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The Debian System -- Concepts and Techniques The Debian System -- Concepts and Techniques
Martin F. Krafft Open Source Press / No Starch Press ISBN 3-937514-07-4 / 1-593270-69-0
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Bad versioning scheme for pre-release versions (page 218)

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Reported on: 2006-02-01

In chapter 5. The Debian package management system on page 218:

The versioning scheme for pre-release upstream  versions proposed in section 5.7.5 is not desirable: encoding the pre-release version in the Debian revision prevents a new orig.tar.gz file from being uploaded when the final release is uploaded.

The following rewrite should make the situation clear. It replaces the second half of the middle paragraphon page 218, starting at "Within the Debian archive, it is customary...":

One scheme could be to release 1.0-rc1 as 1.0-0+1.0rc1+1, followed by 1.0-0+1.0rc1+2, and then 1.0-1 when the final gets released. However, this approach has an inherent problem: for each upstream version, an orig.tar.gz file exists in the Debian archive; Debian revisions are released as diff.gz files against the orig.tar.gz file (see chapter 9.2.12). In the proposed scheme, the orig.tar.gz file will contain the 1.0-rc1 upstream release, and when the final 1.0 release is to be packaged, the diff.gz file for the 1.0-1 Debian release will have to encompass all upstream changes between 1.0-rc1 and 1.0 as well, which is undesirable.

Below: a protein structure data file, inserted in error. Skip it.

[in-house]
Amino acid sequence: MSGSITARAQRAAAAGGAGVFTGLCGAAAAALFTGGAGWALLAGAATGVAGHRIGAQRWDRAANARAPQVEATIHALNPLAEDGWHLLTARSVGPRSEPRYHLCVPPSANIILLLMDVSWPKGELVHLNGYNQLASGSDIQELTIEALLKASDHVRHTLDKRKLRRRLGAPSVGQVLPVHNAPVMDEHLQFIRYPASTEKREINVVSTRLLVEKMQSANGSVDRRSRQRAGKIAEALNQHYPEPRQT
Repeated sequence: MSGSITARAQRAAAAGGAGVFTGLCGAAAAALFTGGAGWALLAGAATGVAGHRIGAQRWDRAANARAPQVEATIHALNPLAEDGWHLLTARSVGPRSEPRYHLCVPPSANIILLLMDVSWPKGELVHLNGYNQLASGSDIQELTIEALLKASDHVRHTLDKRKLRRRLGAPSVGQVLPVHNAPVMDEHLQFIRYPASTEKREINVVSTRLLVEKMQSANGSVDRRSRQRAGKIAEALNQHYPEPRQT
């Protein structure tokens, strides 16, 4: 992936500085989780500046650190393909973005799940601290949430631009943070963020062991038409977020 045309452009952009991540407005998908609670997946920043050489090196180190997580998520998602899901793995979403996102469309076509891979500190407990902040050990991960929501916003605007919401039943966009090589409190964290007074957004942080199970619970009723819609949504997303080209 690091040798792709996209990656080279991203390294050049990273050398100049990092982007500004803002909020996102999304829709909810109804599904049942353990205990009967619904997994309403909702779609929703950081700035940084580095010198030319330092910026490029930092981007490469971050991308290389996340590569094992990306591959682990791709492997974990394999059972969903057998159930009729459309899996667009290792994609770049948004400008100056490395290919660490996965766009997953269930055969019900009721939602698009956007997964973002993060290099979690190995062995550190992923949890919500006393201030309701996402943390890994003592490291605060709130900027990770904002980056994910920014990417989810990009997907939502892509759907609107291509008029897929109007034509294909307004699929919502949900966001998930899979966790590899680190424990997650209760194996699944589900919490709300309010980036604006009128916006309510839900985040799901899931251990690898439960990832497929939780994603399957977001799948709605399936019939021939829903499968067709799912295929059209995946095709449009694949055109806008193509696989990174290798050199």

Thus, a better approach is to encode the pre-release version as part of the upstream vesion. This can be done in one of two ways: using the previous upstream version as base (let's assume 0.90), or an obviously fake upstream version that sorts before the final release: 0.90+1.0rc1-1 or 0.999+1.0rc1-1. Now, upon release of 1.0, a new orig.tar.gz file can be uploaded to replace the previous one. With that in mind, it should be easy to infer the upstream version number from the Debian version, even in complex cases.


Gerfried Fuchs

Abhijeet Chavan, Urban Insight, Inc.: I liked Krafft's precise, straight-to-the-point writing style. He makes basic as well as advanced topics readable without coming across as either condescending or cryptic. The terse footnotes are useful and supplement the text with interesting tips and resources. This is a technical book for sure, without fluff or off-topic detours, and it's packed with information. Still, Krafft manages to impart a personal feel by sharing his observations and balanced opinions. He delivers frank assessments of the strengths, weaknesses and eccentricities of a Debian system. In fact, the book even includes an appendix on how to decide if Debian is the right GNU/Linux distribution for you.


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